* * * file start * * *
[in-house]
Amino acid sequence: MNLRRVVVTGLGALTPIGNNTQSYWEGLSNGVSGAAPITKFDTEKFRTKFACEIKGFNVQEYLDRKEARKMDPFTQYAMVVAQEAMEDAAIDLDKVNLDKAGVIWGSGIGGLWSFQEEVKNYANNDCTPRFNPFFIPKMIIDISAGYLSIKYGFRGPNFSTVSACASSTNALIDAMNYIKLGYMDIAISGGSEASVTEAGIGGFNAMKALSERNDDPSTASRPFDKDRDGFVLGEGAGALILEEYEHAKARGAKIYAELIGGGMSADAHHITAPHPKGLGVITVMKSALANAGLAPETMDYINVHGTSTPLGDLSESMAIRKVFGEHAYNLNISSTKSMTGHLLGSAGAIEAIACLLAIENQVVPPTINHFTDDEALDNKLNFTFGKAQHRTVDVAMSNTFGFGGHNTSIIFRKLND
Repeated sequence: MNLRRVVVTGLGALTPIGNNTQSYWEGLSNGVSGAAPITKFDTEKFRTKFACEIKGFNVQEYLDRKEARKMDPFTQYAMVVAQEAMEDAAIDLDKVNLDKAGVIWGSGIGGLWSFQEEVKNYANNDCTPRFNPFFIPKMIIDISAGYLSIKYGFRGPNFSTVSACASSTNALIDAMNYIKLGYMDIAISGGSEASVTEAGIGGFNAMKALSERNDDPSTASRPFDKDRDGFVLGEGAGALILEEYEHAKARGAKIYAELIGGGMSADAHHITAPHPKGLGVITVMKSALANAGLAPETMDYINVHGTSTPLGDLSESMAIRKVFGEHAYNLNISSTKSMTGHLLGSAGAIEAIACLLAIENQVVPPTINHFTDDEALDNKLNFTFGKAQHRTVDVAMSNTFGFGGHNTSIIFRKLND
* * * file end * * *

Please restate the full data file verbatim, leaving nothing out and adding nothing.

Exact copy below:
[in-house]
Amino acid sequence: MNLRRVVVTGLGALTPIGNNTQSYWEGLSNGVSGAAPITKFDTEKFRTKFACEIKGFNVQEYLDRKEARKMDPFTQYAMVVAQEAMEDAAIDLDKVNLDKAGVIWGSGIGGLWSFQEEVKNYANNDCTPRFNPFFIPKMIIDISAGYLSIKYGFRGPNFSTVSACASSTNALIDAMNYIKLGYMDIAISGGSEASVTEAGIGGFNAMKALSERNDDPSTASRPFDKDRDGFVLGEGAGALILEEYEHAKARGAKIYAELIGGGMSADAHHITAPHPKGLGVITVMKSALANAGLAPETMDYINVHGTSTPLGDLSESMAIRKVFGEHAYNLNISSTKSMTGHLLGSAGAIEAIACLLAIENQVVPPTINHFTDDEALDNKLNFTFGKAQHRTVDVAMSNTFGFGGHNTSIIFRKLND
Repeated sequence: MNLRRVVVTGLGALTPIGNNTQSYWEGLSNGVSGAAPITKFDTEKFRTKFACEIKGFNVQEYLDRKEARKMDPFTQYAMVVAQEAMEDAAIDLDKVNLDKAGVIWGSGIGGLWSFQEEVKNYANNDCTPRFNPFFIPKMIIDISAGYLSIKYGFRGPNFSTVSACASSTNALIDAMNYIKLGYMDIAISGGSEASVTEAGIGGFNAMKALSERNDDPSTASRPFDKDRDGFVLGEGAGALILEEYEHAKARGAKIYAELIGGGMSADAHHITAPHPKGLGVITVMKSALANAGLAPETMDYINVHGTSTPLGDLSESMAIRKVFGEHAYNLNISSTKSMTGHLLGSAGAIEAIACLLAIENQVVPPTINHFTDDEALDNKLNFTFGKAQHRTVDVAMSNTFGFGGHNTSIIFRKLND